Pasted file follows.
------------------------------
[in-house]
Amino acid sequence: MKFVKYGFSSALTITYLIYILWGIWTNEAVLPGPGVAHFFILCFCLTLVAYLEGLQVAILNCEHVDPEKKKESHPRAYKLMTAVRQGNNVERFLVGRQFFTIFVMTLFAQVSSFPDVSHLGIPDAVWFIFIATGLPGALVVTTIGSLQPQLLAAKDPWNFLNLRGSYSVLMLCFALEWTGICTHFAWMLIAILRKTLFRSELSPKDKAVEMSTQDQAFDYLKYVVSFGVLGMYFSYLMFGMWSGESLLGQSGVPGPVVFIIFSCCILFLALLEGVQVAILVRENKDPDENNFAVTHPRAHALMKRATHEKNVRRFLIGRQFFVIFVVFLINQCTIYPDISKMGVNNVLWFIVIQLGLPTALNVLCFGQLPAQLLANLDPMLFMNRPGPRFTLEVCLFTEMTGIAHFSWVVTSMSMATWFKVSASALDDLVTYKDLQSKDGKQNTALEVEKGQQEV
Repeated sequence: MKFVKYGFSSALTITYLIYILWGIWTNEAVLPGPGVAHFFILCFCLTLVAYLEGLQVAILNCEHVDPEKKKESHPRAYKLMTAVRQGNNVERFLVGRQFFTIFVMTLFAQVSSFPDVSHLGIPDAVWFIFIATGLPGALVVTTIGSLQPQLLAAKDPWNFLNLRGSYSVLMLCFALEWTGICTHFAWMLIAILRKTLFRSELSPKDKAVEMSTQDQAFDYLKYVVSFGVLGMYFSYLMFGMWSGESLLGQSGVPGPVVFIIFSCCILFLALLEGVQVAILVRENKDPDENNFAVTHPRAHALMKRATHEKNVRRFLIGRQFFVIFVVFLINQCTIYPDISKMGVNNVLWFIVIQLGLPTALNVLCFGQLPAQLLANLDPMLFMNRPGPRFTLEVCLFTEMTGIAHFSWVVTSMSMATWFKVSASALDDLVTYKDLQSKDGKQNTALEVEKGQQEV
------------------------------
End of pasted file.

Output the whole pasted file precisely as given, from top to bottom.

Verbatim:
[in-house]
Amino acid sequence: MKFVKYGFSSALTITYLIYILWGIWTNEAVLPGPGVAHFFILCFCLTLVAYLEGLQVAILNCEHVDPEKKKESHPRAYKLMTAVRQGNNVERFLVGRQFFTIFVMTLFAQVSSFPDVSHLGIPDAVWFIFIATGLPGALVVTTIGSLQPQLLAAKDPWNFLNLRGSYSVLMLCFALEWTGICTHFAWMLIAILRKTLFRSELSPKDKAVEMSTQDQAFDYLKYVVSFGVLGMYFSYLMFGMWSGESLLGQSGVPGPVVFIIFSCCILFLALLEGVQVAILVRENKDPDENNFAVTHPRAHALMKRATHEKNVRRFLIGRQFFVIFVVFLINQCTIYPDISKMGVNNVLWFIVIQLGLPTALNVLCFGQLPAQLLANLDPMLFMNRPGPRFTLEVCLFTEMTGIAHFSWVVTSMSMATWFKVSASALDDLVTYKDLQSKDGKQNTALEVEKGQQEV
Repeated sequence: MKFVKYGFSSALTITYLIYILWGIWTNEAVLPGPGVAHFFILCFCLTLVAYLEGLQVAILNCEHVDPEKKKESHPRAYKLMTAVRQGNNVERFLVGRQFFTIFVMTLFAQVSSFPDVSHLGIPDAVWFIFIATGLPGALVVTTIGSLQPQLLAAKDPWNFLNLRGSYSVLMLCFALEWTGICTHFAWMLIAILRKTLFRSELSPKDKAVEMSTQDQAFDYLKYVVSFGVLGMYFSYLMFGMWSGESLLGQSGVPGPVVFIIFSCCILFLALLEGVQVAILVRENKDPDENNFAVTHPRAHALMKRATHEKNVRRFLIGRQFFVIFVVFLINQCTIYPDISKMGVNNVLWFIVIQLGLPTALNVLCFGQLPAQLLANLDPMLFMNRPGPRFTLEVCLFTEMTGIAHFSWVVTSMSMATWFKVSASALDDLVTYKDLQSKDGKQNTALEVEKGQQEV